Gregg Reynolds wrote on 1999-08-23 04:17 UTC:
> "Bilingual Typography", by Alistair Crawford, in "Visible Langauge",
> Vol. XXI, nbr 1, Winter 1987.
> From the article:
> "The shape and style of the typefaces used in the visual
> presentation of any language must be determined, not by habit or
> expediency, but by the visual characteristics of that language."
> "'Technological' typefaces, in fact, reflect a monopolistic cultural
> arrogance on a grander scale than previously seen."
There is certainly some truth in that. Practical examples:
- German has capitalized nouns, therefore capital characters appear
quite frequently in the text. In English on the other hand, a
capital letter only denotes the start of a new sentence, a name,
or shouting corporate lawyers. Many good German fonts have therefore
less prominent capitals. They are usually a bit less wide then
what is common practice in fonts designed for English publications.
The dominance of fonts designed for English writing markets has
certainly had a negative impact on the quality of typography found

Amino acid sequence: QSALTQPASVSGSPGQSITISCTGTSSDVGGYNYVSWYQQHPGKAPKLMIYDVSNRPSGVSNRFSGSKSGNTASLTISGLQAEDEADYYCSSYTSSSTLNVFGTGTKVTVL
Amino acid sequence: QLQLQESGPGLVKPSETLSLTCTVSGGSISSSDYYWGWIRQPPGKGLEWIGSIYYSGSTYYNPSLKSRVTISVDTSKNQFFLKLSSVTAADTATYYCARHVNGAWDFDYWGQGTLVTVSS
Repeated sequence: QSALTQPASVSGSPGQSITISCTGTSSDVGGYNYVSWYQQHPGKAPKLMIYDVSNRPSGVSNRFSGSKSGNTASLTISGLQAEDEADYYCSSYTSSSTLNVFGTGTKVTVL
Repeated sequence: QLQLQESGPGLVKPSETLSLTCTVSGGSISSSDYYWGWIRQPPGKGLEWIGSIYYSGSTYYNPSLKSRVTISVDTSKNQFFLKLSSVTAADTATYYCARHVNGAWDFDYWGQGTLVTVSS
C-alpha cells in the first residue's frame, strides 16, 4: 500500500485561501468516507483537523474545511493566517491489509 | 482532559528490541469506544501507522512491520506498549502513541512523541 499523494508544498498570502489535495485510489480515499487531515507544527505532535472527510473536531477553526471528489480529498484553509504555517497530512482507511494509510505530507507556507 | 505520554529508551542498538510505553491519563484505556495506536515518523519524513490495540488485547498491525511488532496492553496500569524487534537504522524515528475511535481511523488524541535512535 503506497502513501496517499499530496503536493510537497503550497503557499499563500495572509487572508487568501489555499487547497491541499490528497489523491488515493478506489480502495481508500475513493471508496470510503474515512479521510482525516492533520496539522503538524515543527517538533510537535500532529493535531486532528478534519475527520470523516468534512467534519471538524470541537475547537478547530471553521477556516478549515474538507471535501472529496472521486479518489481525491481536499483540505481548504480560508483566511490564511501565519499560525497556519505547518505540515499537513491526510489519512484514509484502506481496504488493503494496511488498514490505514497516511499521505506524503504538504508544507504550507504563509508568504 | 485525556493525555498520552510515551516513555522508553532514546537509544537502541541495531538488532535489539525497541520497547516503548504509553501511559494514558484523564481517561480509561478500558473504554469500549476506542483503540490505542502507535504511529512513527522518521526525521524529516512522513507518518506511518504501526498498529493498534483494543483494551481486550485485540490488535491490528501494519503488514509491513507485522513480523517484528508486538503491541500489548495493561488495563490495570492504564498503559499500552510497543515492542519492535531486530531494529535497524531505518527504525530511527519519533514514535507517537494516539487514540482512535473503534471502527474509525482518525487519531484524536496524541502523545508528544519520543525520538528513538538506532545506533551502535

in German texts today (except for some high-quality publishers who
still care about such issues). Even horrible constructs like a
beta-shaped sharp-s U+00df become acceptable today (as opposed to
a sharp s that is correctly shaped as a ligature of s + long s
(U+0073 + U+017f))
- The kerning of some fonts is often only carefully tested for
the small subset of letter pairs that is common in English.
Other languages have a different subset of common digraphs
and fonts that were originally designed for the US market sometimes
Unicode 2.0 errata:
Would it be possible to add to LATIN SMALL LETTER SHARP S U+00DF a
cross-reference to U+0073 + U+017f in the Unicode 3.0 book? The current
cross-reference to beta and the glyph used for sharp s (just a beta
without long leg) really gives the reader (and font designer) the
impression that the sharp s is a glyph variant of the beta, which would
be definitely wrong. Making the reader aware that the sharp s derives
historically from a U+0073 + U+017f ligature will hopefully lead font
designers without experience in German typography to coming up with more
appropriate glyphs than the common beta variant.
-- Markus G. Kuhn, Computer Laboratory, University of Cambridge, UK Email: mkuhn at acm.org, WWW: <http://www.cl.cam.ac.uk/~mgk25/>
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